Thursday, February 18, 2016
Sano Problem, He's Already One Of The Best
Let's start off internally. Minnesota employed Torii Hunter in right last year. He gave Paul Molitor a .240/.293/.409 slash line on offense, while making six errors in the field en route to a -8 DRS (defensive runs saved) total, and a 0.3 UZR (ultimate zone rating). In total, he was worth just 0.5 fWAR and was almost solely valuable for the locker room presence he was toted to bring with him.
Considering that narrative, it's pretty plausible to suggest that Sano is immediately going to be better for Minnesota than hunter was. Offensively, in just 80 games, the Dominican slugger posted a .269/.385/.530 slash line along with 18 homers and 52 runs batted in. By all indications, Sano is going to be an offensive juggernaut for years to come. Considering that offensive prowess, and the low bar Hunter left in right, Sano should have no problem settling in.
From there though, it's also a legitimate argument to look at Sano among baseball's best in right field.
Purely from an offensive standpoint, Sano takes a back seat to no one. After posting a 2.0 fWAR across just half a season, Steamer projects Sano to improve that mark to a 3.4 fWAR in 2016, and that may be conservative. Defensively, Sano shouldn't hurt his value too significantly (if at all), and a full season of offense could definitely vault him into the realm of a 4.0 fWAR player.
Looking at what right field offers across the landscape of big leaguers, Sano would come in 7th (just behind Jose Bautista) should he reach that 4.0 fWAR mark. The players ahead of him would be few, and include just Bryce Harper, Jason Heyward, Curtis Granderson, J.D. Martinez, Nelson Cruz, and the aforementioned Bautista. Looking at that group, it's also fair to suggest that with any bit of acclimation to his new role, Sano could overtake everyone from Granderson on down.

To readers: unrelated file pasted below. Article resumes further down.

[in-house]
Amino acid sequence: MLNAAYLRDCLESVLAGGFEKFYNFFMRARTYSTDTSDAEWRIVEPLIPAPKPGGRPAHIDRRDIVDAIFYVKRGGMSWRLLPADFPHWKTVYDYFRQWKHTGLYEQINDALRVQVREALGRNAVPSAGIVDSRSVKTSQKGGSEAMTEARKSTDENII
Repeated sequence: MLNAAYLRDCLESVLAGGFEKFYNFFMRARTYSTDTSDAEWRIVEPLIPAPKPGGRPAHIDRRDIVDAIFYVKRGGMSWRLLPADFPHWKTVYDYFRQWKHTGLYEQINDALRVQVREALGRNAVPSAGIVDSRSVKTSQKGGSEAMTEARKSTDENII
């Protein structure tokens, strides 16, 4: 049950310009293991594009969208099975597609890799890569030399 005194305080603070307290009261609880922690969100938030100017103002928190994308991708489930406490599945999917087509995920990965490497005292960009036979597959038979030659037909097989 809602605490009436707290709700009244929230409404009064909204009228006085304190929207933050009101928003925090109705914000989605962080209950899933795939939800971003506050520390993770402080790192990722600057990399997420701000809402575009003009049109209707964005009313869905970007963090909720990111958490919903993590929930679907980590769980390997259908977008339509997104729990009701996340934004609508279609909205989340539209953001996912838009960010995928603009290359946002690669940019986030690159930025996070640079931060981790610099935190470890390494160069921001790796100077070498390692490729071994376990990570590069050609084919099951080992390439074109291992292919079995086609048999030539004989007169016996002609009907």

Pushing Sano to right field, while maybe not the most well received, seems to be shaping up like the correct move. A gifted athlete, Sano should have very little trouble once he settles in. Being a third basemen, it's more than fair to suggest that standing in right field would be a much less taxing defensive role. Utilizing his quickness from the hot corner, and his arm strength, Sano possesses some unteachable abilities. Surprisingly fleet of foot for his size, Sano can also be taught many of the nuances the position will demand should he commit to putting in the time.
On the surface, it's totally understandable to be somewhat taken aback or skeptical of the Twins decision to follow through with the Sano to the outfield campaign. When taking a deeper look at how it may play out though, there's little reason to suggest it doesn't put Molitor's best lineup on the field. Even if things work out moderately well, Minnesota will have to be pleased.
At the end of the day, if Miguel Sano can't play right field, he's not going to be able to play third base. The assumption though should be that he can, and will play right field. With a little bit of work and some luck, he could vault himself into the best at the position in The Show, and that's no small feat.